Why create a moon garden? For many people, nighttime is the only chance to see the garden during a busy work week. And sometimes it’s more pleasant to avoid the heat of the day and enjoy a garden after the blazing sun goes down. But perhaps most importantly, our gardens can provide habitat for night pollinators and other wildlife.

Bornstein had a number of great tips for making a garden interesting at night:

  • Consider color. White flowers, of course, will pop out under moonlight. But yellow flowers stand out even more.
  • We’re lucky in Southern California to have a lot of native plants with silvery grey leaves (an evolutionary adaption of dry climate plants). Masses of silvery grey leaves stand out well at night.
  • Include a contrasting background. Light colored flowers and plants stand out better at night if they are in front of a dark background–a dark green bush or the shade of a large tree.
  • It’s not all about plants. Including light colored rocks, gravel, decomposed granite, stepping stones, water features and white walls can also create interest in a moon garden.
  • Creating an interesting nocturnal landscape means less reliance on lighting. As I’ve blogged about before, artificial light is not good for us or for wildlife.

That Bornstein considers the sound of leaves in the wind at night, should give you an idea of her appreciation for detail in garden design. And it’s nice to know that after we go to sleep our gardens can provide food and shelter for the creatures of this earth that work the night shift.

Angelinos should check out the NHM’s Summer Nights in the Garden series of events, as well as their many classes and activities.

How Can We Fix Our Public Landscaping?

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Yesterday Kelly blogged about the appalling landscaping in front of an Los Angeles Department of Water and Power facility. When Kelly first showed me the photo of that purple gravel and artificial turf I thought it might be some kind of conceptual art project.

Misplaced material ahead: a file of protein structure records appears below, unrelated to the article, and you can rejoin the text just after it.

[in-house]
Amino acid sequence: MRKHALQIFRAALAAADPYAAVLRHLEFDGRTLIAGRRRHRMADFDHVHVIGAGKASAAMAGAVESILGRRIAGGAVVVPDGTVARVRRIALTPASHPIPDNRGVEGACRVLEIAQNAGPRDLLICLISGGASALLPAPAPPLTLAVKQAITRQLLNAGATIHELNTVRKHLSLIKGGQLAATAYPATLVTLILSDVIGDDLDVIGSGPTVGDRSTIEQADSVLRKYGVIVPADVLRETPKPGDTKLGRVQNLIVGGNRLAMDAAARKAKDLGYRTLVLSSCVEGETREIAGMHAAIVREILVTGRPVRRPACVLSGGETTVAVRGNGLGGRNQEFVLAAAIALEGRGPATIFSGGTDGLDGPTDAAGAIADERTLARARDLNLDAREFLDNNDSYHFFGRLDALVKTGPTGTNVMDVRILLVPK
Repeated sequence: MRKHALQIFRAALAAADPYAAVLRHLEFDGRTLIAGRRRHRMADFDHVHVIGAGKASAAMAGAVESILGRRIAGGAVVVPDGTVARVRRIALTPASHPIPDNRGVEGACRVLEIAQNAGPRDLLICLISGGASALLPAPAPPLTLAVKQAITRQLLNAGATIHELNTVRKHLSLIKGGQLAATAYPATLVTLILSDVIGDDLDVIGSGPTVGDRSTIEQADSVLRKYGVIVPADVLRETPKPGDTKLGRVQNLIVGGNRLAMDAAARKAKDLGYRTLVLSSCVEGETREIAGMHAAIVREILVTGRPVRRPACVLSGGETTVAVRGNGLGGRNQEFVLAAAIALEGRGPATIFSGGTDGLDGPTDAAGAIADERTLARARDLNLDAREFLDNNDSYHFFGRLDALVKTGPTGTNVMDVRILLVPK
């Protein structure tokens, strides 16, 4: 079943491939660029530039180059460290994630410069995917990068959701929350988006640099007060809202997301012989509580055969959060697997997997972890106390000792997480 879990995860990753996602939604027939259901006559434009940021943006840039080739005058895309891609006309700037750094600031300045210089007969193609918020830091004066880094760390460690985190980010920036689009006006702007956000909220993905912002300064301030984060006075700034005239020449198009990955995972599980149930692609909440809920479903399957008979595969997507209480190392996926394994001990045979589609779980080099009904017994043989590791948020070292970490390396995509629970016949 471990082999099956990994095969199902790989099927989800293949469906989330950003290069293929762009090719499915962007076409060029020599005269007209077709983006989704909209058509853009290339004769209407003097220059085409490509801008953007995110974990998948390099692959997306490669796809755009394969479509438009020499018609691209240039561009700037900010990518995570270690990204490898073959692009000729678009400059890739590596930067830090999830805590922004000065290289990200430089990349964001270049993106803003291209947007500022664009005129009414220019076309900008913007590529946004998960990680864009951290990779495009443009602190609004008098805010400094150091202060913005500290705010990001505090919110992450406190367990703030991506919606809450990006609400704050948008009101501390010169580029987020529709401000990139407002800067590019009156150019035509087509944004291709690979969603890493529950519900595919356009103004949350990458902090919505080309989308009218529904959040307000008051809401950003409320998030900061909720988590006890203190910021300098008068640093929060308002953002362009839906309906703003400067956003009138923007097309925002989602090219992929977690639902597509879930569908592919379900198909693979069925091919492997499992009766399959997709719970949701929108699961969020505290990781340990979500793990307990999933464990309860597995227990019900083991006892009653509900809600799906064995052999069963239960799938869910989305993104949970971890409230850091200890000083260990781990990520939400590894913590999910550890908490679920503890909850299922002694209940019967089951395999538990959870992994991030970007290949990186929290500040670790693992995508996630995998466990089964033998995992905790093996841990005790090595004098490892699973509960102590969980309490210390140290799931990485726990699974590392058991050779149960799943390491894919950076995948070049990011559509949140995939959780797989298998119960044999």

Unfortunately, this poor attempt at a drought tolerant landscape is just another example of an attitude of indifference towards public space that’s all too prevalent in Los Angeles and many other cities. Sahra Sulaiman at LA Streetsblog has done a great job covering the many ways this indifference manifests in big piles of trash on LA’s sidewalks and horrible conditions for bus commuters.

This indifference is also apparent in the lackluster landscaping of most of our public spaces. This egregious LADWP “garden” is the last straw for me. It’s time we do something about it.

Two California based organizations come to mind: Daily Acts in Petaluma and the Ecology Center in San Juan Capistrano. Daily Acts has landscaped public spaces such as libraries and schools as well as private homes. These gardens provide an example that others can follow. The Ecology Center has a spectacular garden that shows do simple water harvesting to create a beautiful landscape with drought tolerant plants that attracts beneficial wildlife.

We need similar organizations in Los Angeles. We have an immense pool of talent here that could fix that terrible purple gravel and artificial turf atrocity and go on to do so much more. Who’s in?

And to those of you reading this elsewhere in the word, feel free to leave a comment about how you changed your public space for the better.